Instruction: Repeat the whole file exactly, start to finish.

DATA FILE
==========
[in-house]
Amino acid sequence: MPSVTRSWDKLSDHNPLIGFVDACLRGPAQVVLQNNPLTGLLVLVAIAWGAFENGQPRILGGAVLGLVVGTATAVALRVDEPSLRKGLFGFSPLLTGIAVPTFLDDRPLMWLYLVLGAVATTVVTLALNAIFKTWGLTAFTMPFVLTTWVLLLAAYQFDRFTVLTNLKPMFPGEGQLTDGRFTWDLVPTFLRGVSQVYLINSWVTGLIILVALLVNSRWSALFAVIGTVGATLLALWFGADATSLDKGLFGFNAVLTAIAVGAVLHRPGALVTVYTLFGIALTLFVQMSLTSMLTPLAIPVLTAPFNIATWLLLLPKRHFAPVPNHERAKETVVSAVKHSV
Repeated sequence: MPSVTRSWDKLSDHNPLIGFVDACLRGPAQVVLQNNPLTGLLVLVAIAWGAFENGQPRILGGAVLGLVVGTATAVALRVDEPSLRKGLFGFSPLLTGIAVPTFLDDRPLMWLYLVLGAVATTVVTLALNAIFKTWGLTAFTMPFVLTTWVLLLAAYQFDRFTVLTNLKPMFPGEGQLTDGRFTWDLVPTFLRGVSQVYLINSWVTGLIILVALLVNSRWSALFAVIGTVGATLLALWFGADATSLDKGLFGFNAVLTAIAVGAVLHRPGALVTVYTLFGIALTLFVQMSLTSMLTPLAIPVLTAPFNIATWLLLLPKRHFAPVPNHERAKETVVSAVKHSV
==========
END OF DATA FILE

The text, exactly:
[in-house]
Amino acid sequence: MPSVTRSWDKLSDHNPLIGFVDACLRGPAQVVLQNNPLTGLLVLVAIAWGAFENGQPRILGGAVLGLVVGTATAVALRVDEPSLRKGLFGFSPLLTGIAVPTFLDDRPLMWLYLVLGAVATTVVTLALNAIFKTWGLTAFTMPFVLTTWVLLLAAYQFDRFTVLTNLKPMFPGEGQLTDGRFTWDLVPTFLRGVSQVYLINSWVTGLIILVALLVNSRWSALFAVIGTVGATLLALWFGADATSLDKGLFGFNAVLTAIAVGAVLHRPGALVTVYTLFGIALTLFVQMSLTSMLTPLAIPVLTAPFNIATWLLLLPKRHFAPVPNHERAKETVVSAVKHSV
Repeated sequence: MPSVTRSWDKLSDHNPLIGFVDACLRGPAQVVLQNNPLTGLLVLVAIAWGAFENGQPRILGGAVLGLVVGTATAVALRVDEPSLRKGLFGFSPLLTGIAVPTFLDDRPLMWLYLVLGAVATTVVTLALNAIFKTWGLTAFTMPFVLTTWVLLLAAYQFDRFTVLTNLKPMFPGEGQLTDGRFTWDLVPTFLRGVSQVYLINSWVTGLIILVALLVNSRWSALFAVIGTVGATLLALWFGADATSLDKGLFGFNAVLTAIAVGAVLHRPGALVTVYTLFGIALTLFVQMSLTSMLTPLAIPVLTAPFNIATWLLLLPKRHFAPVPNHERAKETVVSAVKHSV